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Performance comparison

The presented results were obtained on two different parallel hardware platforms - IBM SP machine (installed at CTU computing centre) and PC cluster (installed at the Department of Structural Mechanics).

The IBM SP machine is equipped with 4 nodes with 4 Power3 processors, running at 332 MHz and having at least 1 GB of shared system memory and 32 GB of disk space, and with 8 nodes with 2 Power3 processors (optimized for floating point operations), running at 200 MHz and having at least 1 GB of shared system memory and 16 GB of disk space. The processors, running AIX 4.3 operating system, are interconnected with SPS (super performance switch). The communication is based on MPI built on the top of the native MPL message passing library.

The PC cluster consists of four Dell 610 workstations, each equipped with two processors. Two workstations contain dual PII Xeon processors at 450 MHz with 512 MB of shared system memory and the other two comprise dual PII Xeon processors at 400 MHz with 512 MB of shared memory. The workstations are connected by Fast Ethernet 100 Mb network using 3Com Superstack II switch. All workstations can be running either Windows NT 4.0 operating system, in which case the communication is based on MPI/Pro for Windows NT that supports both the distributed and shared memory communication, or under Linux 6.x operating system with public domain MPICH message passing library.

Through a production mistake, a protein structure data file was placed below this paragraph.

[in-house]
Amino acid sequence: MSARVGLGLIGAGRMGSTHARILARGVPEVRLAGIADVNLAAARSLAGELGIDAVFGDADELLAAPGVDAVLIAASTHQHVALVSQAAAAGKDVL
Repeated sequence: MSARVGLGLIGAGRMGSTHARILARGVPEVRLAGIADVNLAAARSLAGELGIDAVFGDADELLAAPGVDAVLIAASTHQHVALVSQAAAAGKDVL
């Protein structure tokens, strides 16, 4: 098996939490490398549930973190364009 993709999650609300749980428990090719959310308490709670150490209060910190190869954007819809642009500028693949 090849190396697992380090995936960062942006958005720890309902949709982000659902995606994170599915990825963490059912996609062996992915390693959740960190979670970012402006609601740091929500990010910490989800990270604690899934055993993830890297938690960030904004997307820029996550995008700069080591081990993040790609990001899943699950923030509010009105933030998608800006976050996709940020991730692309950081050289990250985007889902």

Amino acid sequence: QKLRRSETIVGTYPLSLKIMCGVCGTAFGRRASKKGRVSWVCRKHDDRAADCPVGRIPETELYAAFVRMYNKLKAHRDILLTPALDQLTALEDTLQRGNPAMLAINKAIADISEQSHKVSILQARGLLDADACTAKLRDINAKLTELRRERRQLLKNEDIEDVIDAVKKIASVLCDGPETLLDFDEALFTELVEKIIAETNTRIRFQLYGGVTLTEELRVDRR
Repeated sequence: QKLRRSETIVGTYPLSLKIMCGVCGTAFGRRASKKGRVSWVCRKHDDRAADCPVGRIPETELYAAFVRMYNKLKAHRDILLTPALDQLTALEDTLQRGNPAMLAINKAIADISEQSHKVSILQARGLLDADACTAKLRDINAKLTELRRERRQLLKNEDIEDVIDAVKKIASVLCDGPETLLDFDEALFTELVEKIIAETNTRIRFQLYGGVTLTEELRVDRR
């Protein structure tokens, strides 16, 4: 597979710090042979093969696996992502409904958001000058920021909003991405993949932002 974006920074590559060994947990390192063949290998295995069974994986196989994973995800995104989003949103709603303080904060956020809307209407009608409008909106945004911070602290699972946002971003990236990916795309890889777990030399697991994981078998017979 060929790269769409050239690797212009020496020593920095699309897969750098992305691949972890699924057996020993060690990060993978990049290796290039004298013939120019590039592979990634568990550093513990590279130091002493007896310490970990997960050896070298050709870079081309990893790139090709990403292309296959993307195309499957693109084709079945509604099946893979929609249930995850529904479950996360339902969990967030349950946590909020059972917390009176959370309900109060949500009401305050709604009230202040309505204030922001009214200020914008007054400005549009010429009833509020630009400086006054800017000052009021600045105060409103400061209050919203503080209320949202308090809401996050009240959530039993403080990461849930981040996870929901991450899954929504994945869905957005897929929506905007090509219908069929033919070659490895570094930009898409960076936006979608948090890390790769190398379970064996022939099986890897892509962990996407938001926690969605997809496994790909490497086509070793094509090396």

Note that both platforms represent heterogeneous parallel computing platforms with the combination of shared and distributed memory.

The parallel performance is presented on two uniform meshes of a mechanical part (see Figure 1) comprising 162.300 and 524.979 nodes, respectively. Since the master and slaves parallel computing scheme has been adopted, a separate processor must be allocated for the master process. Note however that the master processor has not been considered in the evaluation of the speedup and efficiency. This is affordable only on IBM SP machine where master process can be running together with one slave process on the same processor without impact on the performance. Similar experiments on PC cluster however revealed a considerable degradation of the performance. The execution times and speedups for the presented example and hardware and software platforms are summarized in Figures 2 and 3. Note that the heterogeneity of the PC cluster is not taken into account in the current implementation and that the speedup is always evaluated using the single processor time obtained on the Xeon PII 450 MHz processor. It is evident that for large enough problems the speedup profiles on IBM SP and the PC cluster are quite similar while for smaller problems faster degradation occurs on the PC cluster due to the slower Ethernet based communication. The worst speedup profile is always evidenced on the PC cluster under Linux, clearly due to the lack of shared memory communication support. However, the elapsed times on the PC cluster are shorter compared to IBM SP for smaller number of processors and almost identical for larger number of processors.

Next: Conclusions Up: Top Previous: Parallel computing scheme

Daniel Rypl